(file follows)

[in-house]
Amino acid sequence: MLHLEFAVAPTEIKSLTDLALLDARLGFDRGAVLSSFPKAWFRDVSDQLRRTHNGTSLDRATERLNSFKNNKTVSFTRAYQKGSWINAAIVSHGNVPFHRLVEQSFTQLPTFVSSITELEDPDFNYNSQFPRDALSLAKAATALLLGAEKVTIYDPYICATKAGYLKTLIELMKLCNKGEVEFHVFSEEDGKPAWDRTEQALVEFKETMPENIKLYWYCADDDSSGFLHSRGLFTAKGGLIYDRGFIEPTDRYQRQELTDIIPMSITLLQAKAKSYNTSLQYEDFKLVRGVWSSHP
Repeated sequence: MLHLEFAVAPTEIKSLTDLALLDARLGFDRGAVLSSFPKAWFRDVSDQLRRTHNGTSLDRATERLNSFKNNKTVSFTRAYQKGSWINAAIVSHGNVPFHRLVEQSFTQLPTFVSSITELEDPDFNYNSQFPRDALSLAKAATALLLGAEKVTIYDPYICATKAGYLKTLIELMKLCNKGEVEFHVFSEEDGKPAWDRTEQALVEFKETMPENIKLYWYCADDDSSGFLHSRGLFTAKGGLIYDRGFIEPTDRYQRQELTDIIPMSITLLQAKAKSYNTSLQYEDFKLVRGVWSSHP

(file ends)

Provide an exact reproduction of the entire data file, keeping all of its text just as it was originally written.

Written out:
[in-house]
Amino acid sequence: MLHLEFAVAPTEIKSLTDLALLDARLGFDRGAVLSSFPKAWFRDVSDQLRRTHNGTSLDRATERLNSFKNNKTVSFTRAYQKGSWINAAIVSHGNVPFHRLVEQSFTQLPTFVSSITELEDPDFNYNSQFPRDALSLAKAATALLLGAEKVTIYDPYICATKAGYLKTLIELMKLCNKGEVEFHVFSEEDGKPAWDRTEQALVEFKETMPENIKLYWYCADDDSSGFLHSRGLFTAKGGLIYDRGFIEPTDRYQRQELTDIIPMSITLLQAKAKSYNTSLQYEDFKLVRGVWSSHP
Repeated sequence: MLHLEFAVAPTEIKSLTDLALLDARLGFDRGAVLSSFPKAWFRDVSDQLRRTHNGTSLDRATERLNSFKNNKTVSFTRAYQKGSWINAAIVSHGNVPFHRLVEQSFTQLPTFVSSITELEDPDFNYNSQFPRDALSLAKAATALLLGAEKVTIYDPYICATKAGYLKTLIELMKLCNKGEVEFHVFSEEDGKPAWDRTEQALVEFKETMPENIKLYWYCADDDSSGFLHSRGLFTAKGGLIYDRGFIEPTDRYQRQELTDIIPMSITLLQAKAKSYNTSLQYEDFKLVRGVWSSHP